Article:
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Lower fee hike recommended for residential parking

on September 23, 2008


Sept. 23 — In a compromise over city parking costs, the City Council finance committee agreed today to recommend moderate residential parking permit fee increases — in exchange for starting a performance audit into what was repeatedly called an “inefficient” parking division.

“I don’t think it’s fair,”  said Councilwoman Jane Brunner (North Oakland),  as the council’s finance

 committee met to consider increases that would have more than doubled fees for parking permits throughout the city in an effort to make up for more than a decade without a fee increase.

“I do not believe it is a good policy to increase a fee by 300 percent,” Brunner said. “It’s not the residents’ fault that it hasn’t been increased for 10 years.”

The increases would have raised the fee for initial residential parking permits from $25 to $60, the renewal fee for residential parking from $15 to $50, and the business permit fee from $75 to $110. Officials said the increases would have the biggest impact on the North Oakland neighborhood of Rockridge, which have the highest number of parking permits because of the College Avenue business district and the nearby BART station.

Brunner proposed comparatively moderate increases, raising the initial residential parking permit fee to $35, the renewal fee to $20 and the business fee to $85.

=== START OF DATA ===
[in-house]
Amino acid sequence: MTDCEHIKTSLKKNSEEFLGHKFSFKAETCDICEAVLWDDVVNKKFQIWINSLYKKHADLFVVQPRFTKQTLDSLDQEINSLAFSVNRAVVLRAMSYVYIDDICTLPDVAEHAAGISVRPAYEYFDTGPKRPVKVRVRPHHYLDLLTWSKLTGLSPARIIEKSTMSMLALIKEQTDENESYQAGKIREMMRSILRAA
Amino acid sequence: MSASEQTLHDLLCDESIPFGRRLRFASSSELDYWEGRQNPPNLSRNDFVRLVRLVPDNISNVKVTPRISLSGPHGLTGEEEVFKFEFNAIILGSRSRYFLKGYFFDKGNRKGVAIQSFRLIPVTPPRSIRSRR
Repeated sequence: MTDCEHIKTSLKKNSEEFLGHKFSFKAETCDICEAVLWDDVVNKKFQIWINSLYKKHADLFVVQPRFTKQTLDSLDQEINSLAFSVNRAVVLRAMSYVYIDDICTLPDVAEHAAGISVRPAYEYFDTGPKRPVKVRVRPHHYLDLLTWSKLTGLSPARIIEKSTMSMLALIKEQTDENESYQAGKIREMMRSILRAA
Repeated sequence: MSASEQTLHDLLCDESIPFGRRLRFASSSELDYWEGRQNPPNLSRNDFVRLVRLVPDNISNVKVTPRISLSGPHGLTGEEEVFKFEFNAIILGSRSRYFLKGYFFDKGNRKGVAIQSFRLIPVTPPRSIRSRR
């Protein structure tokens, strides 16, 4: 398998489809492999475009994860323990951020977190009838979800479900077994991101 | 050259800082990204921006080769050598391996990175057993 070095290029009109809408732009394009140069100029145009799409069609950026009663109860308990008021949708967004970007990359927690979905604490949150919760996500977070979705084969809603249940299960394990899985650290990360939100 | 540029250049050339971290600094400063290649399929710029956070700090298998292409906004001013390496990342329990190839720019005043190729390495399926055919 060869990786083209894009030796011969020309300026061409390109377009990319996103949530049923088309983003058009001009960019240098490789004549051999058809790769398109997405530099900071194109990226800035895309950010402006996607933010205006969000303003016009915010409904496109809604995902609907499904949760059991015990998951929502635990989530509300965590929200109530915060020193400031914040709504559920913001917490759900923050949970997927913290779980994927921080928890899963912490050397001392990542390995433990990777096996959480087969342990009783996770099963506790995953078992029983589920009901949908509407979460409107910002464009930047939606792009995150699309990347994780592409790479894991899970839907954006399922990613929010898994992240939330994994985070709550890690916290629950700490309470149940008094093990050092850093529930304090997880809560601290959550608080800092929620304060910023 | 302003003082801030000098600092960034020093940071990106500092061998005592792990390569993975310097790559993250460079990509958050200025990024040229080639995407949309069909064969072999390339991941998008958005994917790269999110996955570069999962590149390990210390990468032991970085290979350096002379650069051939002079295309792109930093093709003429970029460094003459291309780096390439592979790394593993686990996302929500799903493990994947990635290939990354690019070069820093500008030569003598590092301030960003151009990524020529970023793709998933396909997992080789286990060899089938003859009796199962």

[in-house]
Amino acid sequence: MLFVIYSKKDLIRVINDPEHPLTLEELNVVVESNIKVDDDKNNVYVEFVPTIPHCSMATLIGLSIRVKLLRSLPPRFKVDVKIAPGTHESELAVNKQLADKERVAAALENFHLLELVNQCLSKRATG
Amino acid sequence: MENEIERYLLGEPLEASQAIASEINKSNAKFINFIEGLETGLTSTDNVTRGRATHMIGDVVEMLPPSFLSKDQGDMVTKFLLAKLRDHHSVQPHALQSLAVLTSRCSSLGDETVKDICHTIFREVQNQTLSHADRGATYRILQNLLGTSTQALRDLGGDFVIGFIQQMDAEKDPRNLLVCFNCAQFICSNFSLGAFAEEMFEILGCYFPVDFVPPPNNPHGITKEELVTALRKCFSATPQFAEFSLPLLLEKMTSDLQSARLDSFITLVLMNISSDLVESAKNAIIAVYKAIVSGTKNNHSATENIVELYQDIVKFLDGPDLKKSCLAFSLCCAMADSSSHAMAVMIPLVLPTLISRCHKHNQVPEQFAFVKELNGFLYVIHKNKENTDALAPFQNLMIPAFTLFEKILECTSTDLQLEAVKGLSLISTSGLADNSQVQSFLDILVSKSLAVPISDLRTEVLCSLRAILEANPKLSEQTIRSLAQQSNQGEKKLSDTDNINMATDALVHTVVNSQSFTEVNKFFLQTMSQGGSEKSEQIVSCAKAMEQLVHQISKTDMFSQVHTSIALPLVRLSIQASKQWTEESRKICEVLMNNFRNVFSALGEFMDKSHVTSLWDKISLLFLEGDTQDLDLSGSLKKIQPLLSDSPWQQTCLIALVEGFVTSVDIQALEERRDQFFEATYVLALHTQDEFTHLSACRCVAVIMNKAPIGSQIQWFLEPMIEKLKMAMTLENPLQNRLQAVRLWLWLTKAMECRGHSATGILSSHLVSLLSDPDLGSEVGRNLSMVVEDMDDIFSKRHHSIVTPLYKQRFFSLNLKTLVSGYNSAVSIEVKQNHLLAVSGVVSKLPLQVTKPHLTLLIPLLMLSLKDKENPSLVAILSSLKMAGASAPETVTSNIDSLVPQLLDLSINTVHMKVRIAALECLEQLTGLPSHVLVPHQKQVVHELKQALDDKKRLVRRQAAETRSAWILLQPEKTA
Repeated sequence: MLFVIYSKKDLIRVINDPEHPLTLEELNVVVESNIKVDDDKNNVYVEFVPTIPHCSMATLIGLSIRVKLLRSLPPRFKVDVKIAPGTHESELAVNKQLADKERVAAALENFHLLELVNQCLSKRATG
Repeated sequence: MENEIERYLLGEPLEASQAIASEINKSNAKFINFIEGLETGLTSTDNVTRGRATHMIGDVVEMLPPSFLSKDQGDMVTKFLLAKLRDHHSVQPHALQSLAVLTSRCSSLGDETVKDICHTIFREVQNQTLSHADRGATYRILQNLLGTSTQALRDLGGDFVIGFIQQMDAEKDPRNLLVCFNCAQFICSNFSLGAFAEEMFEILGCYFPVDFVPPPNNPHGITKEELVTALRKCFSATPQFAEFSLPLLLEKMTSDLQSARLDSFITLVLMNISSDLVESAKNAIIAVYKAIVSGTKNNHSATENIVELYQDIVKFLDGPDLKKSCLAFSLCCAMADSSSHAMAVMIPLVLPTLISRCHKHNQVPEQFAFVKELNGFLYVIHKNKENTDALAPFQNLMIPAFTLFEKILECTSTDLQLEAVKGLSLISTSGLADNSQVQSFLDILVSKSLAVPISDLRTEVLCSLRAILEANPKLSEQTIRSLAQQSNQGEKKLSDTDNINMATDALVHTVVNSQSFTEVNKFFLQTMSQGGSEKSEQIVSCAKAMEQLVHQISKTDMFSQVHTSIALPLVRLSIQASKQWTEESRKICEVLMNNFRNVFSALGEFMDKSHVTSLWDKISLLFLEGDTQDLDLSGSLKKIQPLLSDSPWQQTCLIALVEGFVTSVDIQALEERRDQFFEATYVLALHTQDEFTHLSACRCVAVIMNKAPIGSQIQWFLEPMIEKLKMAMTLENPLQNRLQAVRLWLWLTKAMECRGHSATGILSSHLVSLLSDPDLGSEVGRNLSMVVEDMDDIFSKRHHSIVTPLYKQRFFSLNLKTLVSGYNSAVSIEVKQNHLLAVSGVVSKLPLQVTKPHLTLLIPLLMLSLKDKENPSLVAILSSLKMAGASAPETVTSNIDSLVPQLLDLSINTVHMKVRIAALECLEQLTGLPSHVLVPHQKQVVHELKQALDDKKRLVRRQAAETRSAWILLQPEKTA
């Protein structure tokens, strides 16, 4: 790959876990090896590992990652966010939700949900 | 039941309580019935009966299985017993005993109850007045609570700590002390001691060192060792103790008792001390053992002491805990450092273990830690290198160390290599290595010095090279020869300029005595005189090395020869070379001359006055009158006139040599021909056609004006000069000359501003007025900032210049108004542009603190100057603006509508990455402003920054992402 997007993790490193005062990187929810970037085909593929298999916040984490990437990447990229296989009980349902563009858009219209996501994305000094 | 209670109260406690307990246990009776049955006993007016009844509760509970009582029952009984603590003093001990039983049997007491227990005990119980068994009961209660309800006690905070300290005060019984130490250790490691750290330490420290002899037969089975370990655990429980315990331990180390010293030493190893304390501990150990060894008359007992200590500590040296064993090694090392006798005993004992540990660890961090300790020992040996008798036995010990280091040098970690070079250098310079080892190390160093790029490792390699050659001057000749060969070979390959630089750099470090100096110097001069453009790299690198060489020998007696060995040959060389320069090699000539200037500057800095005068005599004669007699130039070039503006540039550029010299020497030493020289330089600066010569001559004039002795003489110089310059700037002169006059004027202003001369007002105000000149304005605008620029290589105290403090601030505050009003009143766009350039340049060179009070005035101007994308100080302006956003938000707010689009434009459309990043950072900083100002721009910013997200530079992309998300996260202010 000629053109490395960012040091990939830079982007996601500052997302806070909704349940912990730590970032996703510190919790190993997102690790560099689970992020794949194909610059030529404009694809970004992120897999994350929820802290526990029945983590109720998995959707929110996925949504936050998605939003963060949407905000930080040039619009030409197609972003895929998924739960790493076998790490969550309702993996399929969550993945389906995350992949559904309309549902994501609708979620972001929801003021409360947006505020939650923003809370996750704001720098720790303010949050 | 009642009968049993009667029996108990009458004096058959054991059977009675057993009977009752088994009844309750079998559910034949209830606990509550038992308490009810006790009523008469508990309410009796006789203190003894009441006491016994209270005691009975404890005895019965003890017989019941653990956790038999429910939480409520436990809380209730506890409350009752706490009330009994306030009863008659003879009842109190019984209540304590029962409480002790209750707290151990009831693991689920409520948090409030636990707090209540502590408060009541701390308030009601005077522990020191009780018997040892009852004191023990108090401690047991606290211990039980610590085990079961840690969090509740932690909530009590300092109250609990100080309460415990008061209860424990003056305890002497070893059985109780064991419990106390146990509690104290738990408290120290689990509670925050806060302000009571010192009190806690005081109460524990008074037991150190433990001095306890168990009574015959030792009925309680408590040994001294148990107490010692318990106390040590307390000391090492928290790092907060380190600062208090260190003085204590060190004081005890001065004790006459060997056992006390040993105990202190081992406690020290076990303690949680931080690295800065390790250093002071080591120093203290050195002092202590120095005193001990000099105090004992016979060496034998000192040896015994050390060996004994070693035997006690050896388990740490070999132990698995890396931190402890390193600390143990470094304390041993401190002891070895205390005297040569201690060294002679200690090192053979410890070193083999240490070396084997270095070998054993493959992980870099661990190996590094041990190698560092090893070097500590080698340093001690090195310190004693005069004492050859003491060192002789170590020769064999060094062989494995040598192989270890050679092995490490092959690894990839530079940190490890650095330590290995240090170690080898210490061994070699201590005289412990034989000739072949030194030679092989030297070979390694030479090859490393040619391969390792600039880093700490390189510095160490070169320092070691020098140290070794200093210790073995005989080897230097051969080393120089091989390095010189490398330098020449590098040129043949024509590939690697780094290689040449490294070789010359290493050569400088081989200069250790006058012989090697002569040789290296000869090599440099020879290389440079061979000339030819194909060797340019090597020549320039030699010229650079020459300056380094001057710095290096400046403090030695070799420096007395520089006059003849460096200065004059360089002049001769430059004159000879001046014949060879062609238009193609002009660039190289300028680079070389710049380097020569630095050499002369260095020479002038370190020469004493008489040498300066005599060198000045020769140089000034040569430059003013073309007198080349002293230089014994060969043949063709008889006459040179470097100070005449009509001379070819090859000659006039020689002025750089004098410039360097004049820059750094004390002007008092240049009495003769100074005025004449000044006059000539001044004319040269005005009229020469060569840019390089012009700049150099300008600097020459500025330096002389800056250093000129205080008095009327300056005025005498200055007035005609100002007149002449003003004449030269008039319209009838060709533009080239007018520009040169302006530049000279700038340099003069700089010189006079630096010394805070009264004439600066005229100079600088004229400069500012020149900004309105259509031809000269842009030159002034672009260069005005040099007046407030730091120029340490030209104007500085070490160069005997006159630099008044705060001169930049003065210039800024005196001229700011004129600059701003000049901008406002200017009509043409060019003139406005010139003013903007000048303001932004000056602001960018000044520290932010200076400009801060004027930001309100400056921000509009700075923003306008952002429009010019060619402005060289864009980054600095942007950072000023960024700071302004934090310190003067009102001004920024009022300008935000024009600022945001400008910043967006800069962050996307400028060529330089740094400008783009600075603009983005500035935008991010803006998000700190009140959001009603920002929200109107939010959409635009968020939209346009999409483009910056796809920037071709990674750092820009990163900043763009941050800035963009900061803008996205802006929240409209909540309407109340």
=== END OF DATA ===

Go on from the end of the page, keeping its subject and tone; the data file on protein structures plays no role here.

“There are areas around Children’s Hospital and the MacArthur BART that, to buy the permit – $15 is a lot,” said Brunner. “We need to think about what this is costing the residents. This is not just Rockridge. This is the whole of North Oakland.”

According to Francine Larkrith-Thompson, who oversees the city’s residential parking program, increases are necessary to offset the cost of operating the program.

But three members of the public, including two Rockridge residents, urged the committee to take a closer look at why the parking division was asking for an increase.

John Gabel, who has lived in Rockridge for 30 years, pointed out that the parking division does everything manually; permit records and renewals are not computerized. Without a computerized database, he said, they can’t make sure all areas are being enforced. For example, in all of 2007, no citations were issued on Taft Avenue, a one-block area off of Broadway.

“Residents are being charged for an inefficient way of handling the program,” said Gabel.

Larkrith-Thompson admitted that Taft and other areas had been “missed,” but defended the city’s enforcement staff.

“If the citizens are paying for permits, they deserve to have their areas enforced,” she said. “We don’t have and never have had one officer doing resident permit parking. We’re stretching staff.”

After hearing the discussion, Councilwoman Nancy Nadel stepped in, calling for a complete review of how the permit-parking program is handled. “I think this should be the next performance audit subject,” said Nadel. “It blows my mind that we could be so inefficient.

The committee agreed to advise the council as a whole to consider Brunner’s increase suggestions as well as a performance audit to help guide them through the next increase, slated for next year. No date was set for a final decision by the council.||||||||||||||||||||||||||||||||||||||||


  1. elaine kim on June 1, 2009 at 9:03 am

    how did it happen that citations for parking on streets on street cleaning days ended up being $250 or $300?
    doesn’t anyone think that’s out of hand?

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